“Paris” (August 1944)
by Gordon Campbell
8 x 11 in., ink on paper
Coppola Collection

This one is a mystery. I have a feeling it could be a retrospective commemoration rather than a cartoon contemporary to 1944. Putting the notation “WWII” seems a little curious (unless it is modern). I could be wrong. Other than the Canadian and strictly-not-this-artist Gordon Campbell, I have not tracked down who this might be. CAF member George Hagenauer has a color “Gordon Campbell” page that is thought to be a try-out strip (“Rita Ray”) but that’s it so far.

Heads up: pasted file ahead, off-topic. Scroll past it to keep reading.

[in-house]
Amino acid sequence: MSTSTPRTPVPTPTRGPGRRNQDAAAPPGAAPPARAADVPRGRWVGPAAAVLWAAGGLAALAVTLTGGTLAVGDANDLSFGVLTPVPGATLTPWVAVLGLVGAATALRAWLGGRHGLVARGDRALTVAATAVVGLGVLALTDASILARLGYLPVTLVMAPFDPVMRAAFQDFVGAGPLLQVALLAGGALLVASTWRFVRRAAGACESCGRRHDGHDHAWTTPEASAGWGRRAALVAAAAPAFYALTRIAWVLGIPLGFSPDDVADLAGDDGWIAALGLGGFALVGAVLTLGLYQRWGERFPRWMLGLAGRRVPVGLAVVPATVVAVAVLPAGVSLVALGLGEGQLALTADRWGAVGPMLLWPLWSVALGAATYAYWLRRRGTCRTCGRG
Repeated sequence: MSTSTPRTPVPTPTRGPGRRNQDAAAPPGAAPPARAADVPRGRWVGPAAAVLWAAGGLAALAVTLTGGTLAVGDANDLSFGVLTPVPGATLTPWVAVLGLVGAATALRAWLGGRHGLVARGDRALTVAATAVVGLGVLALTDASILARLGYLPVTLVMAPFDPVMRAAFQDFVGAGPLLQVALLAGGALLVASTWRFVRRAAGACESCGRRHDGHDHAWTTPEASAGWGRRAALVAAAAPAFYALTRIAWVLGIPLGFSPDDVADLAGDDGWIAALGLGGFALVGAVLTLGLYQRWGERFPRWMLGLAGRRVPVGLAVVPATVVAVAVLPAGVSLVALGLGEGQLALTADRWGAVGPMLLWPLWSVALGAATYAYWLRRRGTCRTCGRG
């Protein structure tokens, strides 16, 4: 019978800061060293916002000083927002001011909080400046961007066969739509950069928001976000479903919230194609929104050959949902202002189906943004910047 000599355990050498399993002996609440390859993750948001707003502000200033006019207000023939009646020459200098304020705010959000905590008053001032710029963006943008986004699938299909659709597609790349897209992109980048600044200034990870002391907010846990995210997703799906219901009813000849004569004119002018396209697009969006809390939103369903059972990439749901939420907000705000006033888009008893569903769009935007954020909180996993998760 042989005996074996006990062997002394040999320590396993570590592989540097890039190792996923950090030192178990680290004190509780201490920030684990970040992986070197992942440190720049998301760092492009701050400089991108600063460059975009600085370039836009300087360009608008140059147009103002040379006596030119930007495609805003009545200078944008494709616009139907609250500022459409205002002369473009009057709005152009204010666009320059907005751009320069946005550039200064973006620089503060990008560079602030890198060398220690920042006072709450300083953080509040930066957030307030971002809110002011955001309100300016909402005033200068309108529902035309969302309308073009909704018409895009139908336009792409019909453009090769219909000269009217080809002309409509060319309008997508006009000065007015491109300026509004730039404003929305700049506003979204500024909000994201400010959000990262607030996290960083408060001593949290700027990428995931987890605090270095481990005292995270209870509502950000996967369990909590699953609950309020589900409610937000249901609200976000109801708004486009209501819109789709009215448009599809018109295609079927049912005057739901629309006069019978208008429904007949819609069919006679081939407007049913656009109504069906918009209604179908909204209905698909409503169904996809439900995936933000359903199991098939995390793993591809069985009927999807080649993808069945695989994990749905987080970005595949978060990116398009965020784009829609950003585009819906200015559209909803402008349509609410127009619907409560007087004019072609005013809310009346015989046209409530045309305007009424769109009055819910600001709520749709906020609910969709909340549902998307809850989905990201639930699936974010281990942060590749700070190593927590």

The liberation of Paris took place during World War II from August 19-25, 1944, resulting in a German garrison surrendering at the French capital. Paris had been ruled by Nazi Germany since the signing of the Armistice on June 22, 1940, after which the Wehrmacht occupied northern and western France. The liberation began when the French Resistance staged an uprising against the German garrison upon the approach of the US Third Army, led by General George Patton.

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